Ground-level (tropospheric) ozone (O3) exists at a natural background level but is also produced when nitrogen oxides (NOx) and volatile organic compounds from vehicle emissions, petrol fumes, industrial processes solvents, and other human-made sources react in the presence of heat and sunlight. It is the primary component of photochemical smog. Ozone also occurs naturally in the stratosphere, where it protects us from ultraviolet radiation – this ozone occasionally can mix downwards to ground level.

Ozone is a colourless, odourless gas. Exposure to high concentrations of ozone can cause respiratory health problems and is linked to cardiovascular health problems and increased mortality. Those most at risk include people with asthma, children, older adults, and people who are active outdoors, such as outdoor workers. People with certain genetic characteristics and nutrient deficiencies are also at greater risk from ozone exposure. Ozone can also affect sensitive vegetation and ecosystems and can cause damage during the growing season.

More information on this dataset and how it relates to our environmental reporting indicators and topics can be found in the attached data quality pdf.

Table ID 106268
Data type Table
Row count 167533
Services Web Feature Service (WFS), Catalog Service (CS-W), data.govt.nz Atom Feed

Ground-level ozone seasonal trends, 2011-2020

Licence

Creative Commons Attribution 4.0 International

You may use this work for commercial purposes.

You must attribute the creator in your own works.

359
1
Added
13 Oct 2021

This dataset was first added to MfE Data Service on 13 Oct 2021.

Ground-level (tropospheric) ozone (O3) exists at a natural background level but is also produced when nitrogen oxides (NOx) and volatile organic compounds from vehicle emissions, petrol fumes, industrial processes solvents, and other human-made sources react in the presence of heat and sunlight. It is the primary component of photochemical smog. Ozone also occurs naturally in the stratosphere, where it protects us from ultraviolet radiation – this ozone occasionally can mix downwards to ground level.

Ozone is a colourless, odourless gas. Exposure to high concentrations of ozone can cause respiratory health problems and is linked to cardiovascular health problems and increased mortality. Those most at risk include people with asthma, children, older adults, and people who are active outdoors, such as outdoor workers. People with certain genetic characteristics and nutrient deficiencies are also at greater risk from ozone exposure. Ozone can also affect sensitive vegetation and ecosystems and can cause damage during the growing season.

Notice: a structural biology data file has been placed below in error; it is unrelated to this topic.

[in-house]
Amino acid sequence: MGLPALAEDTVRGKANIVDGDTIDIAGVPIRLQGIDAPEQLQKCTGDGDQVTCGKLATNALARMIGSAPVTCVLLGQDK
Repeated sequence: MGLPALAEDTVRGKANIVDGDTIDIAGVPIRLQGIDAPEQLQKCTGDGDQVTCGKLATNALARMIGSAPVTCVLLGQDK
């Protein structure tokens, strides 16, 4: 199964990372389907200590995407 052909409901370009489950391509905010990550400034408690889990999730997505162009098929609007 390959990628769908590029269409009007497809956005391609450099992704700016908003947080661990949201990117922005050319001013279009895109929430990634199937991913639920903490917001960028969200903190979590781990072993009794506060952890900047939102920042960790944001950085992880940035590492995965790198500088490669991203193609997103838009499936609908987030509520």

This dataset reports on the seasonal trends assessed for the period 2011-2020.

More information on this dataset and how it relates to our environmental reporting indicators and topics can be found in the attached data quality pdf.

Table ID 106238
Data type Table
Row count 4
Services Web Feature Service (WFS), Catalog Service (CS-W), data.govt.nz Atom Feed

Nitrogen dioxide (NO2) is a gas that is harmful to human health (United States Environmental Protection Agency (US EPA), 2021), ecosystems, and plants (US EPA, 2008). It can be emitted directly into the air but is often formed as a secondary pollutant when nitric oxide (NO) emissions react with other chemicals. It also contributes to the formation of secondary particulate matter (PM) and ozone, which have their own health impacts. In New Zealand, motor vehicles are the main human-made source of nitrogen oxides (NOx) the collective term for NO2 and NO.

Human exposure to high nitrogen dioxide concentrations causes inflammation of the airways and respiratory problems and can trigger asthma attacks. Nitrogen dioxide can cause leaf injury in plants exposed to high levels. It also contributes to forming secondary particulate matter and ozone, which have their own health impacts.